I want a guy who knows what it’s like to be crowded in a too small house with four overly loud people but still feels alone. Maybe because the only thing he really owns is those three violas by his sister’s three guitars. The messy room he sleeps in is filled with six dolls and random keepsakes that belong in the attic that no one can reach since the ladder is broken and his father’s office is too cluttered to allow stairs to be put in. In fact, everywhere in his house is cluttered; he’s living in a real time episode of Hoarders. Once he goes off to college, sometimes he hopes far away, his parents will probably sell his bed. Whether it’s so they can get the extra money, so he can’t move back in, or so his parents can use his/his sister’s former room for storage he’ll never know. Okay, I hope he really doesn’t know, just that he empathizes. It would be totally creepy if he has American Girl dolls and sleeps in the same room as his sister.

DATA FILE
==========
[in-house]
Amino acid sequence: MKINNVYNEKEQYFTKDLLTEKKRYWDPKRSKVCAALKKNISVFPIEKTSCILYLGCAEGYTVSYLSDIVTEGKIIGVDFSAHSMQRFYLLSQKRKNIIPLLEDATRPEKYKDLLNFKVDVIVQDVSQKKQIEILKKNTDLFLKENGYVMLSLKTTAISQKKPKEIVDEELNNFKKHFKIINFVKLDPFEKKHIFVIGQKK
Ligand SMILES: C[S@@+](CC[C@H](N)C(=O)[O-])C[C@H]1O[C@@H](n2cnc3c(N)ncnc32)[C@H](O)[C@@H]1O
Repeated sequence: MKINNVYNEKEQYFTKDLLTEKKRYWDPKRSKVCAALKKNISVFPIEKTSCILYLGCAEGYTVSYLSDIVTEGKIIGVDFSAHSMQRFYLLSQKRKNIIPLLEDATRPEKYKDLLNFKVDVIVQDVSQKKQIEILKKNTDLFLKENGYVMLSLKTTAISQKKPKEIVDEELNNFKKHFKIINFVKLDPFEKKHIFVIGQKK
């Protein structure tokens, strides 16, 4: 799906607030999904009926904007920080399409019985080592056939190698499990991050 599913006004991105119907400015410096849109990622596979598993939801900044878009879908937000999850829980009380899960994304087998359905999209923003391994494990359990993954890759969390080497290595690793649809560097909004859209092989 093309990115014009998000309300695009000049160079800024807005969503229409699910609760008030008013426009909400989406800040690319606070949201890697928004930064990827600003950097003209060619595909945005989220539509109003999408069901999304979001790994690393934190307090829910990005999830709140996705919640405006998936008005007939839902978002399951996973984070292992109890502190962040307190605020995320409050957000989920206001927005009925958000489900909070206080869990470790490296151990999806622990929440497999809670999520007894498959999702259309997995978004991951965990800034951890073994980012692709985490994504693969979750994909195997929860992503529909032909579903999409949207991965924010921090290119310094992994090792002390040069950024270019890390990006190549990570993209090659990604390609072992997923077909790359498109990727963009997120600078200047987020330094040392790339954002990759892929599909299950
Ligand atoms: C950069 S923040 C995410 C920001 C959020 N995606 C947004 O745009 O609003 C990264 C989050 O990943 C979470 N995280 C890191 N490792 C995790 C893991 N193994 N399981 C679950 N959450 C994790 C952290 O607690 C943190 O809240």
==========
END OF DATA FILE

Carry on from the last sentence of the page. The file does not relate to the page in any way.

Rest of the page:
I just want a guy who understands, unlike every other one I’ve ever met. I want a guy who accepts me as God made me and as I am: frizzy hair, glasses, acne, weight, independence, thoughts and all. I want a guy who understands that he will be one of the only things—although he’s not only a thing; he’s not to be objectified just like I’m not to be, either—that will be mine. Finally, I want a guy to understand that my heart belongs to him.




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This article has 3 comments. Post your own!

saintmikey said...
Sept. 18, 2012 at 10:18 am:
by the way: I love this. :) 
 
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saintmikey said...
Sept. 18, 2012 at 10:17 am:
Hi! I was reading your proflie, I'm apart of the Junior Classical League also. I posted Why Am I the One Always Packing Up My Stuff Part 2, it's pending approval. Since you enjoyed part one I thought I should let you know. :) 
 
EricaPersoluta replied...
Sept. 18, 2012 at 5:25 pm :
Thanks! It's especially great to know that someone else in the world actually knows what Junior Classical League is! Of course, I'm glad you liked my writing, too :) I can't wait to read part two of your story!